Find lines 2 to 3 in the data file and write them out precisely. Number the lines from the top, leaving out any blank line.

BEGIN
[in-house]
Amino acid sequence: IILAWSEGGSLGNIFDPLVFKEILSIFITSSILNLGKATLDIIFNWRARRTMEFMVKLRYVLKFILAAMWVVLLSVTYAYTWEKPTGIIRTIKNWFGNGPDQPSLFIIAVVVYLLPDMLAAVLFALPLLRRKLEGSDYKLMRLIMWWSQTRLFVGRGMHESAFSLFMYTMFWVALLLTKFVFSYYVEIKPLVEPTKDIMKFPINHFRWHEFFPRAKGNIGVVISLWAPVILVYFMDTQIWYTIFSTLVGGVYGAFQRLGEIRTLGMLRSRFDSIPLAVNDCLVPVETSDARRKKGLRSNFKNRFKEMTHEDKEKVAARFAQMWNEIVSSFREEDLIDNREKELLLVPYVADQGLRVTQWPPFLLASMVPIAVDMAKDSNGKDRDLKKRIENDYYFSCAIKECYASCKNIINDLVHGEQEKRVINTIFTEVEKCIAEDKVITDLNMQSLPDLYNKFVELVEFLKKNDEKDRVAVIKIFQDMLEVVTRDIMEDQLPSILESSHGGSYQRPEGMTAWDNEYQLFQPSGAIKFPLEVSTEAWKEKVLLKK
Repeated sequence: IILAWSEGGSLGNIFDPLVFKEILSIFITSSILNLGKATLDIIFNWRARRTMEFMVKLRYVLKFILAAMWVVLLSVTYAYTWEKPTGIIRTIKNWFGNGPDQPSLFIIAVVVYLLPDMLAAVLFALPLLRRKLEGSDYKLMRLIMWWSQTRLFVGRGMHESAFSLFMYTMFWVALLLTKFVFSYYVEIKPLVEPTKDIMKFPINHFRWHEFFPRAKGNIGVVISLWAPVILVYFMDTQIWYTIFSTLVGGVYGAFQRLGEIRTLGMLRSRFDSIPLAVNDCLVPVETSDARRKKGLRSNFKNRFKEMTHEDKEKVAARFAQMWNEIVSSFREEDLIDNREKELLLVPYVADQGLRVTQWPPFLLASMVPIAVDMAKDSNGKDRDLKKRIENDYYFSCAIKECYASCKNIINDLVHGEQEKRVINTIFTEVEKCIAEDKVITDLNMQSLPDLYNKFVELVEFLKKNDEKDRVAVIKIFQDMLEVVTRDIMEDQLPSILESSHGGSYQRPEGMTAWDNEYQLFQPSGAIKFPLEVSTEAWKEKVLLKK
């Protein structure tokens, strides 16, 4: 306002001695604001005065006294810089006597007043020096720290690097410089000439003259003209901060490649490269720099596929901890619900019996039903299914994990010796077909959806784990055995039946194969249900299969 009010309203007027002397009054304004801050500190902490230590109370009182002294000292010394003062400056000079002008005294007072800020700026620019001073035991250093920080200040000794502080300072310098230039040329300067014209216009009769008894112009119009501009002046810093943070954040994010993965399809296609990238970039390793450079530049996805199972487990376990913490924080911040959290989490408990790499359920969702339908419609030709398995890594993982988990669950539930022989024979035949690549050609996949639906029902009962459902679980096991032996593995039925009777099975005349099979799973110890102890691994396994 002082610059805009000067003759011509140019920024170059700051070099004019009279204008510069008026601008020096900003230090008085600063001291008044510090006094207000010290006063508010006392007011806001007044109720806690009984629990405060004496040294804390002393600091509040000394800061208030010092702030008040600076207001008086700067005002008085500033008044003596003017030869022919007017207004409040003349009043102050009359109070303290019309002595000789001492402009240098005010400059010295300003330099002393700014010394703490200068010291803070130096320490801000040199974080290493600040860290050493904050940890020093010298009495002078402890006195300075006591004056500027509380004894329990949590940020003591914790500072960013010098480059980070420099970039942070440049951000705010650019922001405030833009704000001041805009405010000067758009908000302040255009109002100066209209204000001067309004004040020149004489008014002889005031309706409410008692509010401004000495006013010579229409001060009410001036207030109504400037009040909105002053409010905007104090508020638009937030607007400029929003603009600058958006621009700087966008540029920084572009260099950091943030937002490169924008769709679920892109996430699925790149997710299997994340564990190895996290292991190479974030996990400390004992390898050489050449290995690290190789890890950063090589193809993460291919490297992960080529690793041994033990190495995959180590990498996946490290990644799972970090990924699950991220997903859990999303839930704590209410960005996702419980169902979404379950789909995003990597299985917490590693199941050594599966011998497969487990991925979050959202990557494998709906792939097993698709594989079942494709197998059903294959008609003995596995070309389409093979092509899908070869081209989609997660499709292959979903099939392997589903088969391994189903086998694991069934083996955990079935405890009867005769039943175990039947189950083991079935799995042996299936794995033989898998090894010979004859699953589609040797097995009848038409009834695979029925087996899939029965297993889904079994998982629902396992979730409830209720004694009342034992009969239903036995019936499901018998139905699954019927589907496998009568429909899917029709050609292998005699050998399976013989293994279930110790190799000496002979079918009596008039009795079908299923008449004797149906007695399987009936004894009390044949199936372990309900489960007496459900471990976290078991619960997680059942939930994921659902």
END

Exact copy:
Amino acid sequence: IILAWSEGGSLGNIFDPLVFKEILSIFITSSILNLGKATLDIIFNWRARRTMEFMVKLRYVLKFILAAMWVVLLSVTYAYTWEKPTGIIRTIKNWFGNGPDQPSLFIIAVVVYLLPDMLAAVLFALPLLRRKLEGSDYKLMRLIMWWSQTRLFVGRGMHESAFSLFMYTMFWVALLLTKFVFSYYVEIKPLVEPTKDIMKFPINHFRWHEFFPRAKGNIGVVISLWAPVILVYFMDTQIWYTIFSTLVGGVYGAFQRLGEIRTLGMLRSRFDSIPLAVNDCLVPVETSDARRKKGLRSNFKNRFKEMTHEDKEKVAARFAQMWNEIVSSFREEDLIDNREKELLLVPYVADQGLRVTQWPPFLLASMVPIAVDMAKDSNGKDRDLKKRIENDYYFSCAIKECYASCKNIINDLVHGEQEKRVINTIFTEVEKCIAEDKVITDLNMQSLPDLYNKFVELVEFLKKNDEKDRVAVIKIFQDMLEVVTRDIMEDQLPSILESSHGGSYQRPEGMTAWDNEYQLFQPSGAIKFPLEVSTEAWKEKVLLKK
Repeated sequence: IILAWSEGGSLGNIFDPLVFKEILSIFITSSILNLGKATLDIIFNWRARRTMEFMVKLRYVLKFILAAMWVVLLSVTYAYTWEKPTGIIRTIKNWFGNGPDQPSLFIIAVVVYLLPDMLAAVLFALPLLRRKLEGSDYKLMRLIMWWSQTRLFVGRGMHESAFSLFMYTMFWVALLLTKFVFSYYVEIKPLVEPTKDIMKFPINHFRWHEFFPRAKGNIGVVISLWAPVILVYFMDTQIWYTIFSTLVGGVYGAFQRLGEIRTLGMLRSRFDSIPLAVNDCLVPVETSDARRKKGLRSNFKNRFKEMTHEDKEKVAARFAQMWNEIVSSFREEDLIDNREKELLLVPYVADQGLRVTQWPPFLLASMVPIAVDMAKDSNGKDRDLKKRIENDYYFSCAIKECYASCKNIINDLVHGEQEKRVINTIFTEVEKCIAEDKVITDLNMQSLPDLYNKFVELVEFLKKNDEKDRVAVIKIFQDMLEVVTRDIMEDQLPSILESSHGGSYQRPEGMTAWDNEYQLFQPSGAIKFPLEVSTEAWKEKVLLKK